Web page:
Session Title: Rheumatoid Arthritis - Human Etiology and Pathogenesis
Session Type: Abstract Submissions (ACR)
Rheumatoid factor (RF) and other circulating heterophilic antibodies have been shown to interfere with antibody-based immunoassays, in particular with multiplex protein detection platforms. Previous studies have suggested that available blocking agents reduce such erroneous signal amplifications. The purpose of the present study was to develop a protocol for multiplex cytokine analyses using standardized blocking procedures in patients with rheumatoid arthritis (RA), and to test this protocol in samples derived from patients with active RA who were started on adalimumab therapy.
Analyses of cytokines in peripheral blood samples was performed using a custom made 12-plex kit (Bioplex®, Bio-Rad) . Samples were obtained from patients with known high levels of serum RF, as well as from healthy controls. Based on the literature (Todd et al. Arthritis Rheum 2011; 63: 894-903), various concentrations of Heteroblock®, an agent that is known to block heterophilic binding activity, were added. In controls, including sera from healthy controls spiked with a cytokine mix (Bio-Rad), the results were stable regardless of the concentration of Heteroblock®. The optimal blocking concentration was determined based on analyses of patients with high levels of RF.
Furthermore, we investigated cytokine levels in 14 patients with active RA [11 females; mean age 63.7 years; median RA duration 9.0 years ; 78 % RF positive; mean DAS28: 5.6], who were started on treatment with adalimumab 40 mg subcutaneously every two weeks. In the present pilot study, data on interleukin (IL)-6, IL-7 and IL-8 are reported.
In patients with RA and high RF levels, there was a major effect on the measured signal from adding the blocking agent, with some differences across analytes and across individuals. In analyses using multiple concentrations of Heteroblock®, a higher optimal concentration than previously described was found and used in subsequent investigations.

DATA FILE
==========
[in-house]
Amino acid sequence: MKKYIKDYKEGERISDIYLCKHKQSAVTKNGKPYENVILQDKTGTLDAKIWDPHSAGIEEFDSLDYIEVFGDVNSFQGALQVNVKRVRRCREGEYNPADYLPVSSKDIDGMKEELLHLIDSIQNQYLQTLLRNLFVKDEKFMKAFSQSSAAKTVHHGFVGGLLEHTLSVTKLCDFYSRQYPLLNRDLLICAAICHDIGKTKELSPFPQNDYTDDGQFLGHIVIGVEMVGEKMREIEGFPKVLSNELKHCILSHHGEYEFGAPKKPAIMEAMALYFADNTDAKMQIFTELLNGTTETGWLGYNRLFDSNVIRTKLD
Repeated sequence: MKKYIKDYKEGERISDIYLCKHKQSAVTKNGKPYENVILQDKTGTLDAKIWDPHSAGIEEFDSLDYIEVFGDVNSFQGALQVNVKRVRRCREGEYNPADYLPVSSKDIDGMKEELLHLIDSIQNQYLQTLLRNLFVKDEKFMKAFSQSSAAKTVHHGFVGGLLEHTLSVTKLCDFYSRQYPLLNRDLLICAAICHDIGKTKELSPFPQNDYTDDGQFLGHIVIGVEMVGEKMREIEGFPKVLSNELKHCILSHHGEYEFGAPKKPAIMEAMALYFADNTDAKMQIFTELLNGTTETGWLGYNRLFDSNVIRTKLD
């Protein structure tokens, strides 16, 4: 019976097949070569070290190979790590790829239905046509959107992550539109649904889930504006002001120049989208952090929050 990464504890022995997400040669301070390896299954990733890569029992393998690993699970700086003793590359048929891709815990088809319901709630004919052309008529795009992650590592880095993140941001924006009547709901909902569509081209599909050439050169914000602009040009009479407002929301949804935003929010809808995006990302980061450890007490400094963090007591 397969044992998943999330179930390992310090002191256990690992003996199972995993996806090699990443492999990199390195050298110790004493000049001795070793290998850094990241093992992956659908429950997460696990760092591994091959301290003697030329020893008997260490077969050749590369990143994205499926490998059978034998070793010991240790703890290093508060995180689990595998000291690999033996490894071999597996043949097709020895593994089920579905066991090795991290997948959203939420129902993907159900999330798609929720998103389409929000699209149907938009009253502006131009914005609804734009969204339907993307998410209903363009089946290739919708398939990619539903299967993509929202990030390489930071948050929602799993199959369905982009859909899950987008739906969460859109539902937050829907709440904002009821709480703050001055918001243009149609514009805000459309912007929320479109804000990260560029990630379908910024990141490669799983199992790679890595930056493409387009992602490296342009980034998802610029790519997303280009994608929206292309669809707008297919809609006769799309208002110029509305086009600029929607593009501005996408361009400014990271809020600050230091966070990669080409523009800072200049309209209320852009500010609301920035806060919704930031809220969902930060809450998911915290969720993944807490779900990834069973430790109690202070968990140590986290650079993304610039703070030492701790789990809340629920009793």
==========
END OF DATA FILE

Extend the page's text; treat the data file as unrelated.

In the 14 patients treated with adalimumab, the median impact of blocking on the estimated cytokine concentration was 39 % of the unblocked value for IL-6, 13 % for IL-7 and 9 % for IL-8. In analyses of baseline samples from patients in the adalimumab study with no blocking agent added, there was no significant correlation between IL-6 and CRP (r=0.19; p=0.51). By contrast, in baseline samples exposed to optimal concentration of the blocking agent, there was a significant correlation between IL-6 and CRP (r=0.65; p=0.01). The decrease in IL-6 from baseline to three months after adalimumab initiation correlated with the decreases in ESR (r=0.89; p=0.02) and CRP (r=0.77; p=0.07), with a similar trend for DAS28 (r=0.32; NS). IL-7 and IL-8 did not correlate with disease severity parameters.
These results support the concept that agents blocking heterophilic antibody activity should be used and systematically evaluated in immunoassays involving multiplex protein detection platforms. In analyses using optimized concentrations of the blocking agent, IL-6 levels correlated with baseline markers of inflammation, and changes of IL-6 correlated with clinically important measures of reduced inflammation in patients treated with adalimumab.
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ACR Meeting Abstracts - https://acrabstracts.org/abstract/multiplex-cytokine-analyses-in-patients-with-rheumatoid-arthritis-require-use-of-agents-blocking-heterophilic-antibody-activity/